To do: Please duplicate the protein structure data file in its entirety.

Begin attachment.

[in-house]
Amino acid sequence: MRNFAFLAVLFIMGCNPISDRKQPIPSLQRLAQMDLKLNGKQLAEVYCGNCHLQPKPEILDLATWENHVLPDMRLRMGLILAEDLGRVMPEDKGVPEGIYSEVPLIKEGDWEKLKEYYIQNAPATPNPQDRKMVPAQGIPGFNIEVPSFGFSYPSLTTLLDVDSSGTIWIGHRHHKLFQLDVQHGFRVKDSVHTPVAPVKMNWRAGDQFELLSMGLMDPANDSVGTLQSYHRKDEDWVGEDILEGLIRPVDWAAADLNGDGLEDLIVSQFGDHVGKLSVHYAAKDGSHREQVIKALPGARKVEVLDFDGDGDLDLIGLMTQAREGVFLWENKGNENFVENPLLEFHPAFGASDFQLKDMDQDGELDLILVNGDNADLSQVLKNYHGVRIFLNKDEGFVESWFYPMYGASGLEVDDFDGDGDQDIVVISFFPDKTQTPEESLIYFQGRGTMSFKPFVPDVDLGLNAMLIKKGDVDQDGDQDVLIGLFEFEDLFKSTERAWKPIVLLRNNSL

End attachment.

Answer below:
[in-house]
Amino acid sequence: MRNFAFLAVLFIMGCNPISDRKQPIPSLQRLAQMDLKLNGKQLAEVYCGNCHLQPKPEILDLATWENHVLPDMRLRMGLILAEDLGRVMPEDKGVPEGIYSEVPLIKEGDWEKLKEYYIQNAPATPNPQDRKMVPAQGIPGFNIEVPSFGFSYPSLTTLLDVDSSGTIWIGHRHHKLFQLDVQHGFRVKDSVHTPVAPVKMNWRAGDQFELLSMGLMDPANDSVGTLQSYHRKDEDWVGEDILEGLIRPVDWAAADLNGDGLEDLIVSQFGDHVGKLSVHYAAKDGSHREQVIKALPGARKVEVLDFDGDGDLDLIGLMTQAREGVFLWENKGNENFVENPLLEFHPAFGASDFQLKDMDQDGELDLILVNGDNADLSQVLKNYHGVRIFLNKDEGFVESWFYPMYGASGLEVDDFDGDGDQDIVVISFFPDKTQTPEESLIYFQGRGTMSFKPFVPDVDLGLNAMLIKKGDVDQDGDQDVLIGLFEFEDLFKSTERAWKPIVLLRNNSL